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common difference : if there are three quantities, for instance, and the first exceeds the second by as much as the second exceeds the third, such quantities are in arithmetical progression,—the first and third being named the extremes, and the second the mean. Take, in the st. line AB, A D the greater segment = 16, DB the less 4, and AC the half sum = 10. AC is the mean between AD and DB, the common difference being the intermediate part CD. In numbers we may take 16, 10, 4;

these are in arithmetical progression, because their common difference is 6. Generally we affirm—The arithmetical mean is half the sum of the extremes, and the common difference is half the difference of the extremes."

“The fifth proposition may then be announced thus :The square of the arithmetical mean is equal to the rectangle under the extremes together with the square of the common difference.”—LARDNER's Euclid, p. 71.

3. This proposition is employed to establish one of the most important properties of st. lines cutting one another within a circle ; as Prop. 35, bk. iii.

If two straight lines cut one another within a circle, the rectangle contained by the segments of one of them is equal to the rectangle contained by the segments of the other."

4. By this proposition the method may be demonstrated of finding the value of an Adfected Quadratic Equation in Algebra, that is, of an equation which con tains the square and the first power of an unknown quantity. In such equations the square is not completed, being defective by the square of half the co-efficient of the second term. The problem to be solved is—Ĝiven, as in the last fig., in the square CF, LG and 2 CH, required DM ; i.e., required the magnitude which will complete the square. The magnitude DM is the square on DB, and D B is equal to DH ; and 2 DH.CD represents 2 CH. In the magnitude 2 DH.CD, 2 DH is the factor or co-efficient of CD; and if we take half of that co-efficient we have DH,—the square of which, J) M, is the magnitude we are seeking to make up the square. To solve an adfected quadratic equation, as 22 + 4x = 12, we complete the square by adding to each side the square of half the co-efficient 4; then 2 + 4x + 4 = 12 + 4 = 16; extracting the square root,

+ 2 =4..x = 2.

PROP. 6.- THEOR.

If a st. line be bisected and produced to any point, the rectangle contained by the whole line thus produced and the part of it produced, together with the square of half the line bisected, is equal to the square of the st. line which is made up of the half and the part produced.

Cons.—46. I., Pst. 1, and 31. I.
DEM.—43. I., Ax. 2, 36, I., Ax. 1, Def. 30. I., Cor. 4. II.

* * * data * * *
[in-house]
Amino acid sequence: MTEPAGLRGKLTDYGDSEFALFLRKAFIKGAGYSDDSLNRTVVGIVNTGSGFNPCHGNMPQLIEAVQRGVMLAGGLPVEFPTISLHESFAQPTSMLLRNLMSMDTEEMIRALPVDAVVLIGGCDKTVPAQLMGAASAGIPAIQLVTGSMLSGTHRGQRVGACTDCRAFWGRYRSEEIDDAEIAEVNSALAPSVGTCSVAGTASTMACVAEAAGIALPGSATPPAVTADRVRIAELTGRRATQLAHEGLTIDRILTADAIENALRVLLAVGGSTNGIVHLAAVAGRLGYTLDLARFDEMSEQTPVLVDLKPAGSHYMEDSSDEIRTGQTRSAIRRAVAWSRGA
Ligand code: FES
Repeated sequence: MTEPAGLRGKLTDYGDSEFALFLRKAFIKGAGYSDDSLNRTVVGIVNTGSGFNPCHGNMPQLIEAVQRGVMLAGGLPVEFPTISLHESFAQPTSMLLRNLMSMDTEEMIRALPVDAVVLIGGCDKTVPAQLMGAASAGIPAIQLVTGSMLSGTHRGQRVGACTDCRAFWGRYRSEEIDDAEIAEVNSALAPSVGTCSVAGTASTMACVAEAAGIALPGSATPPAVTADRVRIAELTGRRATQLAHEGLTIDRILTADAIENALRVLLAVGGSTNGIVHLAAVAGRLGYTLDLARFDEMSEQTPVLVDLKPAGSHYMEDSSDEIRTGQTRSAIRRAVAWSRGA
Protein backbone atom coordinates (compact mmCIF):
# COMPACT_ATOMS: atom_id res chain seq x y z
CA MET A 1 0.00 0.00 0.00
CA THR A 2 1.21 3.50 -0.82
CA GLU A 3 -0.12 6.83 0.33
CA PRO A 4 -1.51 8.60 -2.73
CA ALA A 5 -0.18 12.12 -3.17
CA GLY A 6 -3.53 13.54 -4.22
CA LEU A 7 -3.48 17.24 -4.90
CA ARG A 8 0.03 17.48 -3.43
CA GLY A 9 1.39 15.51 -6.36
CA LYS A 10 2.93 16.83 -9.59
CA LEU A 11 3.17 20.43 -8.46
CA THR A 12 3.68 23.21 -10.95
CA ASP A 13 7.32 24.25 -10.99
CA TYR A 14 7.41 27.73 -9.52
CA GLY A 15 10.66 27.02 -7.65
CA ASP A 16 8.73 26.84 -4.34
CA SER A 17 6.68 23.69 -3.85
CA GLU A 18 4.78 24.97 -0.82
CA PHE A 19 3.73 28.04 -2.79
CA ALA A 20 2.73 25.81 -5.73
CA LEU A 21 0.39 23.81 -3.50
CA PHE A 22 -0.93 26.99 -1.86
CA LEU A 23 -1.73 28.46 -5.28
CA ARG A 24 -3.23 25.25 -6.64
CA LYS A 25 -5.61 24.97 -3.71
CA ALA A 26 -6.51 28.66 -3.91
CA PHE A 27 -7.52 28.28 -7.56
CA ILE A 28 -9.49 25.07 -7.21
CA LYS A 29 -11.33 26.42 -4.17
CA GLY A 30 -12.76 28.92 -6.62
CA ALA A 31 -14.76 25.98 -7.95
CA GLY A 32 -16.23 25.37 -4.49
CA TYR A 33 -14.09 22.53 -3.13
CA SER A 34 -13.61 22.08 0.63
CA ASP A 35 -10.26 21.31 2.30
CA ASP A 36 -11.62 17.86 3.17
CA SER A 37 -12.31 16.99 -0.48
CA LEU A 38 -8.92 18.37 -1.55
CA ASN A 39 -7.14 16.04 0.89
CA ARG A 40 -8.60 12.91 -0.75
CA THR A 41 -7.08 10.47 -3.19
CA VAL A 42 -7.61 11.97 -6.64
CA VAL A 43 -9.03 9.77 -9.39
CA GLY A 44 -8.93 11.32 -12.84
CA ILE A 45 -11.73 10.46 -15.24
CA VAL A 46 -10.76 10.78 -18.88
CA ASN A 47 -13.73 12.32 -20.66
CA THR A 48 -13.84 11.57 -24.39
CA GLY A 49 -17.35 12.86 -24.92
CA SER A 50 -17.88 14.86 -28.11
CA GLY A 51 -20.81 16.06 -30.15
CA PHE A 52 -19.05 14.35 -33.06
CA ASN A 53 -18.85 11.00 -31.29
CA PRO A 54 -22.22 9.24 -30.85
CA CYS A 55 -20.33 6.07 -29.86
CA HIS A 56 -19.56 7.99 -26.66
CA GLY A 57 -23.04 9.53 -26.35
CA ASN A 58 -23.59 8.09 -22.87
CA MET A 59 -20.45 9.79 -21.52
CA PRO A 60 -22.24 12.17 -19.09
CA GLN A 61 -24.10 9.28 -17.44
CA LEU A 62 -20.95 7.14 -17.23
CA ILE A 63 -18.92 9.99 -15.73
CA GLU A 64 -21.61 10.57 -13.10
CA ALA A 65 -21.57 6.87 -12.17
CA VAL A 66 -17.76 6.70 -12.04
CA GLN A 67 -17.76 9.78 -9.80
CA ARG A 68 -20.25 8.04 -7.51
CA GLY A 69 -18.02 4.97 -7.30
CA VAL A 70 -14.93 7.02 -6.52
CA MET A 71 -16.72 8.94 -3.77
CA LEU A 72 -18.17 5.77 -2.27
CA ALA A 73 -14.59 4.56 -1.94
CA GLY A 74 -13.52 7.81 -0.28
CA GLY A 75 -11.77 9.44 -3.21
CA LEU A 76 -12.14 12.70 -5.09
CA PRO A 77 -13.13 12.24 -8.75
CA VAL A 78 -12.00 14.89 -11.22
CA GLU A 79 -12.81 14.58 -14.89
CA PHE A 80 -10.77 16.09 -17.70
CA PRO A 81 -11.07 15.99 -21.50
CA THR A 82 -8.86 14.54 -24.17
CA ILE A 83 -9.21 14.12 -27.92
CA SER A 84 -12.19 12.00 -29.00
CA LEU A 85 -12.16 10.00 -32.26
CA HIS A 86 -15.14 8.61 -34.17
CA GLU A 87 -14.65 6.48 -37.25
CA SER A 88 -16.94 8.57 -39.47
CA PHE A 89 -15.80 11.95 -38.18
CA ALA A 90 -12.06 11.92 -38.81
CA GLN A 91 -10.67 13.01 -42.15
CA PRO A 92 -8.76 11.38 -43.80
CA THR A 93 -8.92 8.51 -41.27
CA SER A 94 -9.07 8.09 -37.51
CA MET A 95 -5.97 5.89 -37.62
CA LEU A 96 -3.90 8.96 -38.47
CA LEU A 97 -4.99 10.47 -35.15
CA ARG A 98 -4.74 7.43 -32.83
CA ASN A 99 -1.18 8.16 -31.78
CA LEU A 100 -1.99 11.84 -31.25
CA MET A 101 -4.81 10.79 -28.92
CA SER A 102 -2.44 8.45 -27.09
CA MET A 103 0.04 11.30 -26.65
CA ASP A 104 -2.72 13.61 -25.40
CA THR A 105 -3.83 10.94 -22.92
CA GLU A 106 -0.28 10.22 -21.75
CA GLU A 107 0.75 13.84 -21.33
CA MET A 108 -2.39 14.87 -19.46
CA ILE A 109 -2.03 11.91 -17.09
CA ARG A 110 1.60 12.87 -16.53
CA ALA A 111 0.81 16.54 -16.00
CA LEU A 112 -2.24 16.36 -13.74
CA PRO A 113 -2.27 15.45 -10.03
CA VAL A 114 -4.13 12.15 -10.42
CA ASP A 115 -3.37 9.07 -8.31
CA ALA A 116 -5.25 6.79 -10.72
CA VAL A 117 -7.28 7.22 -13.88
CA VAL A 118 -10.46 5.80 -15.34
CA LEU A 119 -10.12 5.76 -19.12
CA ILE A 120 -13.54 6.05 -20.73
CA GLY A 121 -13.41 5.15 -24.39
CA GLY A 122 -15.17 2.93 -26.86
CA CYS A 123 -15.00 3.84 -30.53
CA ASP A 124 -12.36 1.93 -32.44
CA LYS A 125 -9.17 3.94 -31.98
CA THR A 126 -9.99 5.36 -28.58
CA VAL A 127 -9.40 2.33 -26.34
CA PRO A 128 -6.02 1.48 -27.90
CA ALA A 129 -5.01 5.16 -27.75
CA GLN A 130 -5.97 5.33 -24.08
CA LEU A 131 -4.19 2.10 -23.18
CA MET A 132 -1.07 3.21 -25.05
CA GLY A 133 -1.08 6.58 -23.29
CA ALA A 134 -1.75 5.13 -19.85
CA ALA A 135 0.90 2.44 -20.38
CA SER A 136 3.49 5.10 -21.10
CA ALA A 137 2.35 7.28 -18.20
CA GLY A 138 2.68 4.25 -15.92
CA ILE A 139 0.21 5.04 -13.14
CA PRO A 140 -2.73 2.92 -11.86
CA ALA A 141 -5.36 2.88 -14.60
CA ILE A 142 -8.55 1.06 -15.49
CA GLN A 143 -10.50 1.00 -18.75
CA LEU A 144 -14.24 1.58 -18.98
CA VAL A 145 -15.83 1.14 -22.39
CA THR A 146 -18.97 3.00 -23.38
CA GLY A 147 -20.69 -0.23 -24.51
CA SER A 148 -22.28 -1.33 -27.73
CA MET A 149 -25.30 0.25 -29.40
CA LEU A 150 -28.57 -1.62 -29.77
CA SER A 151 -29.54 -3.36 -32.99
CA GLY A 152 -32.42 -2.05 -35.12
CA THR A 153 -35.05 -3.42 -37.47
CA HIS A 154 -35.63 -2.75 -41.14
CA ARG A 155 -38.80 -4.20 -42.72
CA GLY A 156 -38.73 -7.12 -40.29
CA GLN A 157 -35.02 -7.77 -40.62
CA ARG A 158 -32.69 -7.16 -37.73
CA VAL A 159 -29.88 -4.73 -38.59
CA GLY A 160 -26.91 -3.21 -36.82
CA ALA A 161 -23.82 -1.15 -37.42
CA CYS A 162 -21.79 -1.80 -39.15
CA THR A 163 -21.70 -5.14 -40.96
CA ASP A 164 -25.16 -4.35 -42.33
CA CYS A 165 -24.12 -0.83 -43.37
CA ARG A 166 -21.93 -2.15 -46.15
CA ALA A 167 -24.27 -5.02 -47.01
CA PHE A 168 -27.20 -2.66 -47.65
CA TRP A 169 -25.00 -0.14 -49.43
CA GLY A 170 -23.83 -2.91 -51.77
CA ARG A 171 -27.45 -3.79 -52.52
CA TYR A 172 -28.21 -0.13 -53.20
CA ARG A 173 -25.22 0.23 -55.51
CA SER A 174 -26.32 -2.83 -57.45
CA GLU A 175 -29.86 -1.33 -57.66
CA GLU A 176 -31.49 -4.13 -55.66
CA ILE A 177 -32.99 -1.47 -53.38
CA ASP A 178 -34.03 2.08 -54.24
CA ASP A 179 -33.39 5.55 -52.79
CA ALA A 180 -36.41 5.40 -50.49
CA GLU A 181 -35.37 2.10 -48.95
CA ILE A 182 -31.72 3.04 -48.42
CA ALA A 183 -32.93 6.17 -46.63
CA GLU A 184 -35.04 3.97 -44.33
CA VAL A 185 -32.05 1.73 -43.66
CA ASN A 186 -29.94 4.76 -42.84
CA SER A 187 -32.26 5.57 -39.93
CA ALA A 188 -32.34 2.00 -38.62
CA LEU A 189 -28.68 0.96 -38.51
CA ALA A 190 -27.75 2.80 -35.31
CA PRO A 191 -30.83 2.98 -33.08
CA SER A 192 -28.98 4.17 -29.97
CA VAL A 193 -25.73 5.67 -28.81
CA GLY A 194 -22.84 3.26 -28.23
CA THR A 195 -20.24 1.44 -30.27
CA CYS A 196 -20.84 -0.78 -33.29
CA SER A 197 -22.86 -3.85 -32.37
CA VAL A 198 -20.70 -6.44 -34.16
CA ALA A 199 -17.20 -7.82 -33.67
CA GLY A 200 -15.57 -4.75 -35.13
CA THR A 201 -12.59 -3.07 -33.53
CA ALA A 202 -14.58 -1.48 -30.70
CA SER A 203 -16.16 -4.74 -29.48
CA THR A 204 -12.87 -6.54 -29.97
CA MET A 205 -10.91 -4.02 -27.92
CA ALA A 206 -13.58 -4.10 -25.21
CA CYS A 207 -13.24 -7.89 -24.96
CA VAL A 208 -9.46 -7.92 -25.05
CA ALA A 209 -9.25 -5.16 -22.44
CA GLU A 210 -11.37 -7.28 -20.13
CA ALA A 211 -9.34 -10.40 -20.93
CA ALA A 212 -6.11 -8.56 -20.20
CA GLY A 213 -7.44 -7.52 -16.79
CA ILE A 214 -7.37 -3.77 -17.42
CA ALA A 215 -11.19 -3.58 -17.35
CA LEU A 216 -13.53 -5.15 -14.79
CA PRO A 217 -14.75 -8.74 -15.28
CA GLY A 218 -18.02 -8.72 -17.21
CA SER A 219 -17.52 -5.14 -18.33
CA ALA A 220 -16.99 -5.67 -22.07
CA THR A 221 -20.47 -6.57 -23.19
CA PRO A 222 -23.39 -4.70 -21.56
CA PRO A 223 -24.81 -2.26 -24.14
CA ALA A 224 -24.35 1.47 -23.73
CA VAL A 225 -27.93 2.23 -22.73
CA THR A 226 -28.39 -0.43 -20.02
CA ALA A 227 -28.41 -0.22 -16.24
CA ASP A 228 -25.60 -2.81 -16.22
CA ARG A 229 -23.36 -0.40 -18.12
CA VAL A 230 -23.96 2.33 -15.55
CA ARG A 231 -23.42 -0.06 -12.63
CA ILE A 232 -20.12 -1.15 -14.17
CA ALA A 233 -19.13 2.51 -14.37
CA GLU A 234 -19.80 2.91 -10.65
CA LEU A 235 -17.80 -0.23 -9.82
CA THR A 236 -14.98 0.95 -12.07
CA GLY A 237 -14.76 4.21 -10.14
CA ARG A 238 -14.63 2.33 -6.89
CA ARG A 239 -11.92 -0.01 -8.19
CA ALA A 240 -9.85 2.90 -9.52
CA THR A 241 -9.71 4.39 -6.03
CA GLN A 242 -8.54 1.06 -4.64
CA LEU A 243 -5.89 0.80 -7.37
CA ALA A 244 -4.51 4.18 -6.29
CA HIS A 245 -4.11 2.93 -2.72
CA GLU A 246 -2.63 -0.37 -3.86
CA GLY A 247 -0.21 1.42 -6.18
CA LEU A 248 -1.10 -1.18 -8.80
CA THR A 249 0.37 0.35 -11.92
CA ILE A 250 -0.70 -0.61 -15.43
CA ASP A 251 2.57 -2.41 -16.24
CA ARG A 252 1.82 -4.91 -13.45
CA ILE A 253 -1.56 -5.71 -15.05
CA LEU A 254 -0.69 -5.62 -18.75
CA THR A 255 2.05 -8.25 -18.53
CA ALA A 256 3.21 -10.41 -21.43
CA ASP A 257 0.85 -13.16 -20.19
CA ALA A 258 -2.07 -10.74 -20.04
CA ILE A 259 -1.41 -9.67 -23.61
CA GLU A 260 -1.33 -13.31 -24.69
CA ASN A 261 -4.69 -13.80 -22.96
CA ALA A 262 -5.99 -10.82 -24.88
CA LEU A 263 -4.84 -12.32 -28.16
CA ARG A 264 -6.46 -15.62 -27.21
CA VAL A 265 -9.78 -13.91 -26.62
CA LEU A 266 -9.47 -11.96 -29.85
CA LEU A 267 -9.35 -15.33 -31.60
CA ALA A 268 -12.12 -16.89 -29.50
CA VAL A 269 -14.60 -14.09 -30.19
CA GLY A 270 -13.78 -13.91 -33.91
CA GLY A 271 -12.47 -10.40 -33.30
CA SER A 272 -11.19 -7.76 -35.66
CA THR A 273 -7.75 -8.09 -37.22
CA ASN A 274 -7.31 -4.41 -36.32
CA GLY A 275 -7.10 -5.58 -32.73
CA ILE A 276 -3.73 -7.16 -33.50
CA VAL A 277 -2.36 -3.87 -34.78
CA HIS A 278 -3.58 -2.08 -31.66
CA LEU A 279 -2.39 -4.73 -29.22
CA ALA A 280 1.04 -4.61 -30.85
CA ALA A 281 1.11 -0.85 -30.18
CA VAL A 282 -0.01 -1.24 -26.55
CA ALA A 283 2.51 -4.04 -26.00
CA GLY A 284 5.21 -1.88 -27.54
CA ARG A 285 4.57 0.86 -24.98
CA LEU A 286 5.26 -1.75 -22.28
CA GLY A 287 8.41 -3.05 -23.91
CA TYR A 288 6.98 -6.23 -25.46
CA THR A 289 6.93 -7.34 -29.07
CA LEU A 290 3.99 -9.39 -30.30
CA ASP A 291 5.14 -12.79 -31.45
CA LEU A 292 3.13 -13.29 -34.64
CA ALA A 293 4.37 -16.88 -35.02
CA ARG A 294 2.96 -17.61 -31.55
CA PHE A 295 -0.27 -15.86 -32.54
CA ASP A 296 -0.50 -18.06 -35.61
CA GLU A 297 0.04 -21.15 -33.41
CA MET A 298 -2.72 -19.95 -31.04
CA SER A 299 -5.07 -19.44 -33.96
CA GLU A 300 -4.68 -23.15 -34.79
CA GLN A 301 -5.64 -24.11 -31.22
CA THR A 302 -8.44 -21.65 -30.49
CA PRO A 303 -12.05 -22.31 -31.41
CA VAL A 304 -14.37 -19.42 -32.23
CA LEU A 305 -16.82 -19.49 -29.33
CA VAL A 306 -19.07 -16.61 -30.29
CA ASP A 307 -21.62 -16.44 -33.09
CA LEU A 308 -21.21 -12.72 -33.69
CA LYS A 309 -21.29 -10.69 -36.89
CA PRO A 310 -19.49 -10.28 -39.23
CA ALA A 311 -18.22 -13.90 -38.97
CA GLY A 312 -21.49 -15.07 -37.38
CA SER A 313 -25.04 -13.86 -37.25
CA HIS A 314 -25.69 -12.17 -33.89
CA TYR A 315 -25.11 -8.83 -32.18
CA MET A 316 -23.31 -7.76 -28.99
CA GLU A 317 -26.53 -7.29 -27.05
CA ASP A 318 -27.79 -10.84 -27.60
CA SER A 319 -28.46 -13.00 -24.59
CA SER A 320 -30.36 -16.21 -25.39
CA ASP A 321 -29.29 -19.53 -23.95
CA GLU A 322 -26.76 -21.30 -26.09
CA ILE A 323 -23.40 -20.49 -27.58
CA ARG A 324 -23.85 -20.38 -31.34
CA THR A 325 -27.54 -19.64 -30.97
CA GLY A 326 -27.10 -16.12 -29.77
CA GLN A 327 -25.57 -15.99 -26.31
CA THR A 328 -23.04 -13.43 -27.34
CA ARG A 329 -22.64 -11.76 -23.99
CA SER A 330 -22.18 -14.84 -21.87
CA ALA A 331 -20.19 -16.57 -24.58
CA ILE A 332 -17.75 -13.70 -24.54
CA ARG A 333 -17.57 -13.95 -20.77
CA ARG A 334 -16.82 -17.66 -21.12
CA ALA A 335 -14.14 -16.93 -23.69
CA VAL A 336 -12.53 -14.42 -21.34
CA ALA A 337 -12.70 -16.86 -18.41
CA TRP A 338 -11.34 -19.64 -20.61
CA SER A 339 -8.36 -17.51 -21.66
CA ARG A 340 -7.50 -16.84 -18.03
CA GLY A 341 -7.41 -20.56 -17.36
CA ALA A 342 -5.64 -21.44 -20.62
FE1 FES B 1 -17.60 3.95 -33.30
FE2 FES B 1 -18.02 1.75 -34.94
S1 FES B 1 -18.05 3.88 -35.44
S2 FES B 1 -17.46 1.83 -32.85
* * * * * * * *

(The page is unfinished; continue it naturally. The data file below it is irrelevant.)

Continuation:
Exp. 1 | Hyp.
Let! A B be bisected

с B D
in C and pro-
duced to D,

L H

M 2 Concl.

then 0 AD. DB K
+

the square
on CB the

E G F Cons. 1 by 46. I. Pst. 1. On st. line CD construct the square CEFD,

and join DE; 2 31. I.

through. B draw | BHG || CE, or DF; 3

.H KLM || AD, or EF; 4

and, A AK || CL, or DM; 5 Concl.

then o AM + LG

square on CD.

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square CF.

=

Dem. 1 by H. & 36. I.::|AC = CB, O AL = CH;

2 | 43. I. & Ax. 1. but o CH = HF;:.0 AL = HF; 3 Add. & Ax. 2. Adding to each oCM,

then AM = the gyomon CMG. 4 Cons.,Cor.4.11. But | DM - | DB; .. AM contained by

AD.DM = 0 AD.DB;
5 Ax. 1.

and .. gnomon CMG = DAD.DB:
6 Add. Cor. 4. II. Adding LG the square on CB to each,
7 | Ax. 1 & 2. then a AD.DB and square on CB

gnomon CMG and square LG:
8 Const. But CMG and LG make up fig. CEFD

the square on CD; 9 Ax. 2.

:.0 AD. DB + C B’ = CD?. 10 Recap.

Wherefore, if a st. line be bisected and pro duced, &c.

Q.E.D. Alg. & Arith. Hyp.— Let AC or CB=a=8; AB=2 a=16 and BD=m=4

AD=2 a+m=16+4 ; and CD=a+m=8+4.
Alg. Now AD=2 a + m (mm)

and therefore (2 a + m) m=2 am + m2. (Add a?)
therefore (2a + m) m + a2 =a+ 2am + m2
But a2 + 2am + m2 = (a + nu)?

therefore (2a + m) m+a? -= (a + m)? Arith. Now AD=16+4 (x 4)

then (16+4) x 4=(2 x 8 x 4) + (4 x 4) =64+16. (Add 8 x 8)
and 4 (16+ 4) + 64=64+64 +16
But 64+64 +16=(8 + 4)2 =144
therefore 4 (16+ 4) +64=(8.44)2 =144

COR.If a st. line A D be drawn from the vertex A of an isosceles triangle to the base or its production, the difference between the squares of this line and the side of the triangle is the rectangle under the L! segments B D x DC of the base.

For (by Cor. 4, P. 47. I.) AD ~ AC = CE* ~ DE'; but (by 5 and 6. II.) CE?~DE BD.DC, .. AD? ~ AC? = BD. DC.

N.B.-If AD coincide with the perpendicular A E, the part DE will vanish.

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Sch.—The alegebraical results of Prop. 5 and 6 differ only in appearance,